OSC criticizes TSX for casual proxy tactic approval

Reasons in Eco Oro decision effectively reverses TSX approval, "sterilizes" shareholder voting rights.
OSC criticizes TSX for casual proxy tactic approval
REUTERS/Mark Blinch
The Ontario Securities Commission, in its reasons for the recent Eco Oro decision, chastises the Toronto Stock Exchange for approving a private placement that uses questionable tactics meant to block a proxy challenge.

Boards of listed companies that find themselves the objects of unwelcome takeover bids have the option of triggering a poison pill, issuing new equity to shareholders to make an unwanted acquisition more expensive and lessen the chances of success. A board faced with a proxy challenge by dissidents seeking to throw out incumbent members has no such recourse.

What the board of Eco Oro Minerals Corp. did when it faced a proxy challenge was to accelerate the conversion of convertible notes, issuing shares
equal to approximately 10-per-cent of the outstanding common shares though a private placement to certain existing note holders who supported the incumbents and collectively held approximately 41 per cent of the company’s stock. After the new shares were issued, their holding would increase to 46 per cent.

The new shares were issued in March, with TSX approval — eight days before the meeting to vote on the board challenge. The exchange conditionally approved the placement, saying it did not “materially affect control of Eco Oro” because it didn’t hit the threshold of 20 per cent of outstanding securities, the usual standard.

The OSC set aside the TSX decision without reasons in late April but, because the new shares had already been issued, it ordered that they be stripped of voting rights and a special shareholder vote be held to see whether the issuance should stand.

Those reasons are now out. In them, the OSC, which normally defers to the TSX, was highly critical of the exchange, saying it had “approved the transaction and permitted an unannounced, accelerated closing” without knowing that a proxy contest was underway; that a meeting requisitioned by dissident shareholders was imminent; and that support letters were solicited and provided by most of the new-share recipients.

It also noted the TSX manager who reviewed and approved the placement “admitted that he was either unaware of the information about the requisitioned Meeting, or he failed to absorb it,” saying it follows that the TSX did not even consult the SEDAR public filings involving Eco Oro.

Jeffrey Read, a partner in the corporate finance and securities group at Lawson Lundell LLP in Vancouver, says the decision is important because “it shows the deal community when the OSC will reverse something like this.” And it also tells the TSX to “be more vigilant” and find out whether there are other elements driving the decision-making when a company applies to issue more shares.

In fact, Read and others say the tone of the OSC decision was unusually sharp in its criticism of the Toronto exchange.

The commission wrote that, in failing to consider the new shares as materially affecting control given the upcoming board vote, “we find that the TSX proceeded on incorrect principle,” and added that, if the exchange has started interpreting its rules differently, any such change “would need further rule-making by the TSX to be effective.”

By ordering the newly issued shares cease-traded until all shareholders can vote on the issuance, the OSC effectively “sterilized” them. It said it did so as part of its role “to ensure that listing standards, which are required to be approved by the Commission as consistent with the public interest, are properly administered.”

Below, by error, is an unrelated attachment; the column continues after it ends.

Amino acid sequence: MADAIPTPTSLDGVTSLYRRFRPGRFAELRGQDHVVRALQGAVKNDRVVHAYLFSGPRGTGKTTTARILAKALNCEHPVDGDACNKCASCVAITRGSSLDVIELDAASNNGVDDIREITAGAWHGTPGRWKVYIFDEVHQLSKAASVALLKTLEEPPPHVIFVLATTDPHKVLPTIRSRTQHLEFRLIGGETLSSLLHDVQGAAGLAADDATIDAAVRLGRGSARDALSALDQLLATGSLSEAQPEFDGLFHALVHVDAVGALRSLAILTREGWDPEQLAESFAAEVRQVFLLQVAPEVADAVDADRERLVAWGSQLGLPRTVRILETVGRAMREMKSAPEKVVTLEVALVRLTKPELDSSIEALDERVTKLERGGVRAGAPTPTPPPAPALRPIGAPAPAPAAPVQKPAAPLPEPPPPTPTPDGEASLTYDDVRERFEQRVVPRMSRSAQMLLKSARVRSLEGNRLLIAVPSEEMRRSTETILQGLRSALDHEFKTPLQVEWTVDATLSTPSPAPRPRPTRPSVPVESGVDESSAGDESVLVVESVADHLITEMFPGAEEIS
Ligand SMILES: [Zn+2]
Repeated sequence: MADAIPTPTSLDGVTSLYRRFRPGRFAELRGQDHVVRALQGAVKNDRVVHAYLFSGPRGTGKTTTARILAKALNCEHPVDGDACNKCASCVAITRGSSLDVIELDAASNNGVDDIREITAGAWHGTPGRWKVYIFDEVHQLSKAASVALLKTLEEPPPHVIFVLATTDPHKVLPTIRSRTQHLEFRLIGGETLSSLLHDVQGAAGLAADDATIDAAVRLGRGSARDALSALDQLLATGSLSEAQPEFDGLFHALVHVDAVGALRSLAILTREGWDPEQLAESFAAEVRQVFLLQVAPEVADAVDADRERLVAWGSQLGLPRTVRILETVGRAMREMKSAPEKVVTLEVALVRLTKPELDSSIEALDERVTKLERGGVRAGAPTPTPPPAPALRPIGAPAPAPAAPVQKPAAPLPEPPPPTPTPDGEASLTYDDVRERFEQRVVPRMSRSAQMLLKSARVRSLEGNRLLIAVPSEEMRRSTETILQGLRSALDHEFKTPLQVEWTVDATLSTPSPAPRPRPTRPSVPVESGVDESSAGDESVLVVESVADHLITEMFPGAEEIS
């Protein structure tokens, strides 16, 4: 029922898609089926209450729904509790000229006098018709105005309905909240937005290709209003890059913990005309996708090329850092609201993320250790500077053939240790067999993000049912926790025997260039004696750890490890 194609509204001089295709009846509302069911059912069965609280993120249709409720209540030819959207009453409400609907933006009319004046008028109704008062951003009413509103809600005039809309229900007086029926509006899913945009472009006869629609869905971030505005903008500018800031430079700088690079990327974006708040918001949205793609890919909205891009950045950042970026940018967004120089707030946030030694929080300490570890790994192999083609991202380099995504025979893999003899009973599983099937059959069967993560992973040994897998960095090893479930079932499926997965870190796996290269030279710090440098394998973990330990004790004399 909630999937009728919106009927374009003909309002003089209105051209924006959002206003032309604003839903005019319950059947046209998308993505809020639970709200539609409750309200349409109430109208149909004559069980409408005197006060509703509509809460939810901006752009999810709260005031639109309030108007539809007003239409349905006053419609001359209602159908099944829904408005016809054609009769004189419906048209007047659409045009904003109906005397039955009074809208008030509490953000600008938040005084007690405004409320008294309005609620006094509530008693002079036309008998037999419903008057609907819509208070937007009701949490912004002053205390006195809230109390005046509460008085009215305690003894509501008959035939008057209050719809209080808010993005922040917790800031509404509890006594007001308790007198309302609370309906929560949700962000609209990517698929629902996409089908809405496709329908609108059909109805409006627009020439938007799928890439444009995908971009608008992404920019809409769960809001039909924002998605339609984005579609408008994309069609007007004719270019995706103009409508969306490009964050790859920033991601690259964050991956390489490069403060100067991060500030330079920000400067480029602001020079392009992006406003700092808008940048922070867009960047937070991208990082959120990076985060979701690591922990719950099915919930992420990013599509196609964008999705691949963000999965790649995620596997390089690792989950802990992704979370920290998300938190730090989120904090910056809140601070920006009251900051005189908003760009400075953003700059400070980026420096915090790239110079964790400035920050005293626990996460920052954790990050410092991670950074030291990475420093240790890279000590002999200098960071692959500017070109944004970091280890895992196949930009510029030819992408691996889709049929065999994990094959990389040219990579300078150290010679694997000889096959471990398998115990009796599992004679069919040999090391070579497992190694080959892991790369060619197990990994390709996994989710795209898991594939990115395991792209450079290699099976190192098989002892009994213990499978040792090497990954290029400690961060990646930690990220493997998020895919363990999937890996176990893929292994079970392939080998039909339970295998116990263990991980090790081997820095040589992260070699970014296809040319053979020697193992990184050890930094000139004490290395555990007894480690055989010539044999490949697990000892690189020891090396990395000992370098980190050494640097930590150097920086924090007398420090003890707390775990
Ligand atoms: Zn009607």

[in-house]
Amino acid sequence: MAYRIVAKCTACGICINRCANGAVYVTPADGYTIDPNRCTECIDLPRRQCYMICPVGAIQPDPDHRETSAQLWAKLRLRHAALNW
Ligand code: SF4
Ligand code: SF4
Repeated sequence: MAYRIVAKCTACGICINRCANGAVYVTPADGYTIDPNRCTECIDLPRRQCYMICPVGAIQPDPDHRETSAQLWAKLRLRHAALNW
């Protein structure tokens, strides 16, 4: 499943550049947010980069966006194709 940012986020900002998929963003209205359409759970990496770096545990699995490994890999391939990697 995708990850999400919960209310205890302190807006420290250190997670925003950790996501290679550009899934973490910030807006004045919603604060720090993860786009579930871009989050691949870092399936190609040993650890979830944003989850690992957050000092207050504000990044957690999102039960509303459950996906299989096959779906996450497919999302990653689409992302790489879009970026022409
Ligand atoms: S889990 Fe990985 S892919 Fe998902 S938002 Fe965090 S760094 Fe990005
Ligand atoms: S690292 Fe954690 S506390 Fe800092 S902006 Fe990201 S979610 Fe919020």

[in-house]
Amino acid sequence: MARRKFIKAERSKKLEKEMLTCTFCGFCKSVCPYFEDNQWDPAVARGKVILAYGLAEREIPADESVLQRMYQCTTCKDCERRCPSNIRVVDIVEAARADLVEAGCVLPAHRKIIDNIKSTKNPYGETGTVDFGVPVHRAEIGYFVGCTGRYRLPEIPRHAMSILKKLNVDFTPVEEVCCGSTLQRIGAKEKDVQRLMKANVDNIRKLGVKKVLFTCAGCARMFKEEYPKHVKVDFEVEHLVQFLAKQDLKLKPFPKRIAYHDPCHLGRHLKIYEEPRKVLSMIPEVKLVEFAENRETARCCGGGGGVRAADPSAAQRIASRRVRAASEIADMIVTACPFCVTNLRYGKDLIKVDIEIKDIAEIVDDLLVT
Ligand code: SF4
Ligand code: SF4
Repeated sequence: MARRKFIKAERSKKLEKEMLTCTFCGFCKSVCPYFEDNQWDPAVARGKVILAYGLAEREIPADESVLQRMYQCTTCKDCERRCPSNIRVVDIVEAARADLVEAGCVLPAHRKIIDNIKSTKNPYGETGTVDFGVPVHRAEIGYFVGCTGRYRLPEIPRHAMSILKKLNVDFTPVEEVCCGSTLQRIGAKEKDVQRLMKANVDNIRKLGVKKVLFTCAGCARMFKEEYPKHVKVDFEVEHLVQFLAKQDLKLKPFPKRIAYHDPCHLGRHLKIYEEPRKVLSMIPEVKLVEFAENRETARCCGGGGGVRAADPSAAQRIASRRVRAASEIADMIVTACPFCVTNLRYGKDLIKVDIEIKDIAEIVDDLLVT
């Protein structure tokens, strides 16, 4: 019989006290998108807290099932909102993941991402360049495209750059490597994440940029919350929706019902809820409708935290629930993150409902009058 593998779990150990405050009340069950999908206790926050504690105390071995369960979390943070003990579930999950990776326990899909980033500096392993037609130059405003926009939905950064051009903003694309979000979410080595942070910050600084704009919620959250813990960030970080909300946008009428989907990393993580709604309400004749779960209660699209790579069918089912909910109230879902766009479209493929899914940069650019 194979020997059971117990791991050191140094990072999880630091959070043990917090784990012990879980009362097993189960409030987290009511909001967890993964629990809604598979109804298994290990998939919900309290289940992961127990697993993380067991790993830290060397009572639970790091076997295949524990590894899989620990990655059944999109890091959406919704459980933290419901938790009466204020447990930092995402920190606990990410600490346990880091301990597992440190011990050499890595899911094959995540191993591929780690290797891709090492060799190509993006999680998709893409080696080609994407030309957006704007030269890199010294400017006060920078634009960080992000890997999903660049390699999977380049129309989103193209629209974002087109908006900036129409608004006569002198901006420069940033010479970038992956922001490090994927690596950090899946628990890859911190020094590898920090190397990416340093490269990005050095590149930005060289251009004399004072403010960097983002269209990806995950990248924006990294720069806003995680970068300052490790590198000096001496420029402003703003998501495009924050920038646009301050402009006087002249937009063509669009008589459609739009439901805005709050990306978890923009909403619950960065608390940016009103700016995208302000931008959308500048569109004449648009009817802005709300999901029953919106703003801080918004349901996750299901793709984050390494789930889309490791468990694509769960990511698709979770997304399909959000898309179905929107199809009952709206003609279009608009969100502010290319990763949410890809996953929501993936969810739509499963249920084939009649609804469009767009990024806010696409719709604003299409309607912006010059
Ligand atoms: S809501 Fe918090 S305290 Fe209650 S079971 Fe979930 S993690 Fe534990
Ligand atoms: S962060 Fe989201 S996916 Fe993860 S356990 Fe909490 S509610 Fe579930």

Patricia Olasker, a corporate partner at Davies Ward Phillips & Vineberg LLP in Toronto, says the decision is part of the trend that has seen the OSC increasingly engaged in the proxy-contest arena. “This is a whole new area for the OSC and they’ve been slowly but surely entering the field, and taking the principles they developed in the takeover-bid world and applying them to this new area of activity. I think it’s further evidence of the OSC’s view that their mandate goes beyond their traditional role as the protector of buyers and sellers of securities to protecting investors as holders of securities.”

In its reasons, the OSC warned that, if the new issuance fails to win stockholder support, the exchange and Eco Oro must reverse it or “deny shareholders the consequences of their vote to which they are entitled under TSX rules.”

Alex Gorka, an associate in the corporate and M&A groups at Osler, Hoskin & Harcourt LLP in Toronto, says “I think the number one takeaway here is that the OSC is attempting to unscramble the egg. What I mean by that is, they ordered the board of Eco Oro to take all actions needed to unwind the private placement, if shareholders tell them to do so. That’s relevant to the community because, while this remedy is not entirely unprecedented, it is a fairly significant new approach being taken by the OSC.”

In previous instances where the OSC has faced this kind of problem, “they’ve been able to get in front of it and get an undertaking from the company” not to act on the results.

Eco Oro has appealed the OSC’s decision to the Ontario Divisional Court.

Olasker of Davies expects the really interesting element of the appeal to be “the scope of the commission’s jurisdiction on the order. They were very creative in using their frankly very limited powers to construct an order to achieve a good result. They don’t have the power to sterilize voting rights but by working backwards from the powers they have, they got to the same place. I think that will be the issue.”


Jeffrey A. Read Patricia L. Olasker


Lawson Lundell LLP Davies Ward Phillips & Vineberg LLP Osler, Hoskin & Harcourt LLP